u ¨ 1 ( t ) + M ( u 1 ( t ) μ 1 ) = f 1 ( t , u 1 ( t ) , u ˙ 1 ( t τ 1 ( t ) ) , , u ˙ 1 ( t τ n ( t ) ) ) , t R . (20)

Since u 1 K Ω 2 , by the definition of K, we have

u 1 ( t ) σ u 1 C , | u ˙ 1 ( τ ) | C 0 u 1 ( t ) , τ , t I . (21)

By the latter inequality of (21), we have that u ˙ 1 C C 0 u 1 C . This implies that u 1 C 1 = u 1 C + u ˙ 1 C ( 1 + C 0 ) u 1 C . Consequently,

u 1 C 1 1 + C 0 u 1 C 1 . (22)

By (22) and the former inequality of (21), we have

u 1 ( t ) σ u 1 C σ 1 + C 0 u 1 C 1 = σ R 1 + C 0 > H , t I .

From this, the latter inequality of (21) and (19), it follows that

f ( t , u 1 ( t ) , u ˙ 1 ( t τ 1 ( t ) ) , , u ˙ 1 ( t τ n ( t ) ) ) ε 1 u 1 ( t ) , t I .

By this inequality, (20) and the definition of f 1 , we have

u 1 ( n ) ( t ) + M ( u 1 ( t ) μ 1 ) ( M + ε 1 ) u 1 ( t ) , t I .

Integrating this inequality on I and using the periodicity of u 1 , we get that

M 0 ω u 1 ( t ) d t ω M μ 1 ( M + ε 1 ) 0 ω u 1 ( t ) d t .

Since 0 ω u 1 ( t ) d t ω σ u 1 C > 0 , from this inequality it follows that M M + ε 1 , which is a contradiction. This means that A satisfies the condition of Lemma 2.5 in K Ω 2 . By Lemma 2.5,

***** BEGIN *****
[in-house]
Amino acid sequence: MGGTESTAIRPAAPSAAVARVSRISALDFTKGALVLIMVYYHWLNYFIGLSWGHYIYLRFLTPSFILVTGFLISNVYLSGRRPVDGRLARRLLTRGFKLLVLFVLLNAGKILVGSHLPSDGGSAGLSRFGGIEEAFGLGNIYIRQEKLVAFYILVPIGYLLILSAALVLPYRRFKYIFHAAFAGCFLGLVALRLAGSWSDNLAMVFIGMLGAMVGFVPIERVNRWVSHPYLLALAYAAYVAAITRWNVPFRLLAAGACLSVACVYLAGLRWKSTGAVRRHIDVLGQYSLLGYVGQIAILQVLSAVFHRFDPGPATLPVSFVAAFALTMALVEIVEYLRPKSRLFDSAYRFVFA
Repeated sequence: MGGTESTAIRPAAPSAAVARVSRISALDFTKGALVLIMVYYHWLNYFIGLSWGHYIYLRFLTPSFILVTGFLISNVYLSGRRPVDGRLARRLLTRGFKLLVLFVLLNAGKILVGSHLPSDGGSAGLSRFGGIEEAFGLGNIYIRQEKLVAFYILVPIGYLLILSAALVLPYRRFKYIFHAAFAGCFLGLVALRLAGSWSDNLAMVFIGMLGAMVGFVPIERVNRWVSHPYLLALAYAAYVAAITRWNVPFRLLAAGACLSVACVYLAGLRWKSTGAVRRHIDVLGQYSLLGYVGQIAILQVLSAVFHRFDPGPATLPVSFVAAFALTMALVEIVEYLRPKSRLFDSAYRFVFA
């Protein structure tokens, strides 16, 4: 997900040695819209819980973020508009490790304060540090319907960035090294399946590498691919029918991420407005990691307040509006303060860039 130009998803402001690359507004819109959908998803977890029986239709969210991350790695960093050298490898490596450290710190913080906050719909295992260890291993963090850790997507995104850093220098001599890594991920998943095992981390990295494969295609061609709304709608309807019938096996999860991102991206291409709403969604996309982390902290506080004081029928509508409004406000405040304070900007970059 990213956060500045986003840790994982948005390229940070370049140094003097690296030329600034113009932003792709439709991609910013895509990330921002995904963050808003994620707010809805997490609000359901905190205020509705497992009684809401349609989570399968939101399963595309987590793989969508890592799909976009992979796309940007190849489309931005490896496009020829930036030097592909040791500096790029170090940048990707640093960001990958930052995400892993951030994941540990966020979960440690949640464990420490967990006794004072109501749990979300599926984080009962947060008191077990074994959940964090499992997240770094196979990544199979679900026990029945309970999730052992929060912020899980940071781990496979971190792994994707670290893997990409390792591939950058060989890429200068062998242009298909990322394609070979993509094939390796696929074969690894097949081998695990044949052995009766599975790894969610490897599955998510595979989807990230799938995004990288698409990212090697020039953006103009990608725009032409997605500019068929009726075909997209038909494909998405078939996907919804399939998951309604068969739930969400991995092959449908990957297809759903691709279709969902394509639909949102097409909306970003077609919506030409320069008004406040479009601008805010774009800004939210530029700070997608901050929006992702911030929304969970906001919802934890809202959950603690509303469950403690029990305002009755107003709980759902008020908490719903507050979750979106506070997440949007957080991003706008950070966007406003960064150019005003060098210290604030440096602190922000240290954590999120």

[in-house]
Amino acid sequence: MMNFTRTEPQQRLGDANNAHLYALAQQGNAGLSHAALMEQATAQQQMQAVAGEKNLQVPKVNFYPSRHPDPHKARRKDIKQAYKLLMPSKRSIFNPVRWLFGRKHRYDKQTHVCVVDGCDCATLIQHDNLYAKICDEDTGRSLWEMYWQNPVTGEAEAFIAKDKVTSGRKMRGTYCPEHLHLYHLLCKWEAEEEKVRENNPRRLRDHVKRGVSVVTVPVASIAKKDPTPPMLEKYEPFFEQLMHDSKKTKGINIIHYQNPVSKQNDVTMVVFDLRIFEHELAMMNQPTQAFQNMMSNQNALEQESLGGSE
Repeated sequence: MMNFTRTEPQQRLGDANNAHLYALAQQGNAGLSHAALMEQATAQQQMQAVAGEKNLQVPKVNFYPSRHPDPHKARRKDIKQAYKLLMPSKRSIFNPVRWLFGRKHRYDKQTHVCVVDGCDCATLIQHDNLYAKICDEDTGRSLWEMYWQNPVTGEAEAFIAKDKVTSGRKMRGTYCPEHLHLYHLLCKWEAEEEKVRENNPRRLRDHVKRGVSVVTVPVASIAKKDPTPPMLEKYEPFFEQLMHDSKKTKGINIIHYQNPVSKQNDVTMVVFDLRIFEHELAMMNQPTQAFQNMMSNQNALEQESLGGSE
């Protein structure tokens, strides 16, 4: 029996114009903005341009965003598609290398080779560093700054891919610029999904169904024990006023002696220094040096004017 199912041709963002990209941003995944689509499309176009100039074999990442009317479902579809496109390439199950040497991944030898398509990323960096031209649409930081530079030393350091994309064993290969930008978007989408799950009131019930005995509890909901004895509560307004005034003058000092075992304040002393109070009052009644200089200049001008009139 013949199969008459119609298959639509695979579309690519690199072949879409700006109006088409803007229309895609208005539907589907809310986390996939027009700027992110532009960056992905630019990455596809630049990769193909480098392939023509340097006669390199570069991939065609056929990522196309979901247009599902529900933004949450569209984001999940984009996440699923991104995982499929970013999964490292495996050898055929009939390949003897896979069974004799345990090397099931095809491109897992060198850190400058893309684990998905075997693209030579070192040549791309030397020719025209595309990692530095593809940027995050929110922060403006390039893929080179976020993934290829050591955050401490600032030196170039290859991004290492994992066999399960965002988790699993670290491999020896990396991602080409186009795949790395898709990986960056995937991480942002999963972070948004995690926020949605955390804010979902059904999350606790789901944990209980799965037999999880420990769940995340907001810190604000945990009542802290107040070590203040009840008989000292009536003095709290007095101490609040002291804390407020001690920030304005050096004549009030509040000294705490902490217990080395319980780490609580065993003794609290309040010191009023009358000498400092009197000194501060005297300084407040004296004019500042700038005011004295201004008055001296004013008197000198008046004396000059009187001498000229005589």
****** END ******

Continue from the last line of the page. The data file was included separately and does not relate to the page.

i ( A , K Ω 2 , K ) = 0 . (23)

Now, by the additivity of fixed point index, (18) and (23), we have

i ( A , K ( Ω 2 Ω ¯ 1 ) , K ) = i ( A , K Ω 2 , K ) i ( A , K Ω 1 , K ) = 1 .

Hence, A has a fixed-point in K ( Ω 2 Ω ¯ 1 ) , which is a positive ω-periodic solution of Equation (1). □

Proof of Theorem 3.2 Let Ω 1 , Ω 2 C ω 1 ( R ) be defined by (14). We prove that the operator A defined by (13) has a fixed point in K ( Ω 2 Ω ¯ 1 ) if r is small enough and R is large enough.

By f 0 > 0 and the definition of f 0 , there exist ε > 0 and δ > 0 such that

f ( t , x , y 1 , , y n ) ε x , t I , 0 < x δ , | y i | C 0 x , i = 1 , , n . (24)

Let r ( 0 , δ ) and e ( t ) 1 . We prove that A satisfies the condition of Lemma 2.5 in K Ω 1 , namely u A u μ e for every u K Ω 1 and μ 0 . In fact, if there exist u 0 K Ω 1 and μ 0 0 such that u 0 A u 0 = μ 0 e , since u 0 μ 0 e = A u 0 , by the definition of A and Lemma 2.1, u 0 C ω 2 ( R ) satisfies the delay differential equation